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Tuesday, December 16, 2014


Google released their "year in search" today, which charts the trends in every conceivable area of interest.  That includes a top ten list for beers searched, but it isn't particularly illuminating.  They also have an interactive tool that allows you to plug in search terms and see how they've performed over time--and using that, we can glean more interesting trends.  It's that time of year, so I don't have hours to sit and play with this tool--but here are a couple interesting findings.*

 Let's start out with a comparison I did to track the two currents in the beer market.  The red line tracks searches for "Bud Light" (the country's most popular mass market lager) and the blue tracks "craft beer."

There are a couple things to say here.  The first is obviously to acknowledge a pattern we see in real life--craft beer is gaining while mass market lagers struggle to stay relevant.  (Coors Light, which is fading and less popular than Bud Light, is now trending below craft beer.)  But there's another possible interpretation.  Our minds tell us that if craft beer commands 10% of the beer sales, it must similarly command only 10% of all beer drinkers.  But that's always been wrong.  The heaviest users of beer (a small group) drink the large majority of all beer sold.  So when we see craft beer beginning to eclipse Bud Light in terms of search terms, this may be a better reflection of the actual number of people drinking craft beer than sales numbers.

Now have a look at generic search terms.  This is also interesting.  Among drinkers, the majority still prefer beer.  Wine is second and liquor third.  But search terms don't reflect consumption patterns.  Below are "wine" (red), "beer" (blue), and "liquor."  (I tried "whiskey," "bourbon," and "vodka" in place of liquor, but the trends were almost identical.  Also, essentially no one searches for "hard cider.")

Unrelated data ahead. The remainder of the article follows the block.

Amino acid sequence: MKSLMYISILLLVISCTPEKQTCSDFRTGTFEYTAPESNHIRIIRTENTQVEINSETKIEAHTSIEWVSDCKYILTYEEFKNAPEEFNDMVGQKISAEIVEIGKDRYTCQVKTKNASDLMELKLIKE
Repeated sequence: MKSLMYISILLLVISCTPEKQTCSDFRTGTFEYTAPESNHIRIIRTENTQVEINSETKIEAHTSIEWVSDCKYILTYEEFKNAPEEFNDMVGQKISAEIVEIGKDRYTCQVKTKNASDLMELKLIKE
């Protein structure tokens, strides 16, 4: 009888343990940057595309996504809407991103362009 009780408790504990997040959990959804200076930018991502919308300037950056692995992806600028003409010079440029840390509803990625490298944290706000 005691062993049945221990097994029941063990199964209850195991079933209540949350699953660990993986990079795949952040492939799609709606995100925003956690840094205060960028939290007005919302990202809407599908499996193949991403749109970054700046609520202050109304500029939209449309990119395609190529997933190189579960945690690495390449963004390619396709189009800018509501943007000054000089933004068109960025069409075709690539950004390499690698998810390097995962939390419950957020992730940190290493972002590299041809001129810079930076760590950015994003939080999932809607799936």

What's more interesting is that "beer" is ticking up while wine has been in a slow decline.  (Also interesting: the annual end-of-year bumps that wine and liquor enjoy correspond to a drop in beer searches.)  This is harder to interpret, but worth a few minutes trying.  Theories? 

Last one.  This sort of speaks for itself.  I plugged in "Sierra Nevada Pale" (blue), "Lagunitas IPA" (red), "Sam Adams" (yellow?--colorblind), and that last one is "Angry Orchard."  No wonder AB InBev and MillerCoors jumped on the cider bandwagon, eh?

*Google searches are a proxy for interest--and therefore don't reflect reality perfectly.  Not everyone uses the internet, and those who do have idiosyncratic interests.  They're just Google searches, and it's easy to add meaning where none may be. 

1 comment:

  1. Wine was declining likely due to an income effect - wine in general is a more expensive beverage than beer. It reaches a bottom in what is arguably the largest economic downturn in decades... beer on the other hand is a cheaper substitute good.

    Of course, without much more data it is almost impossible to accurately speculate, but if I were to hazard a guess...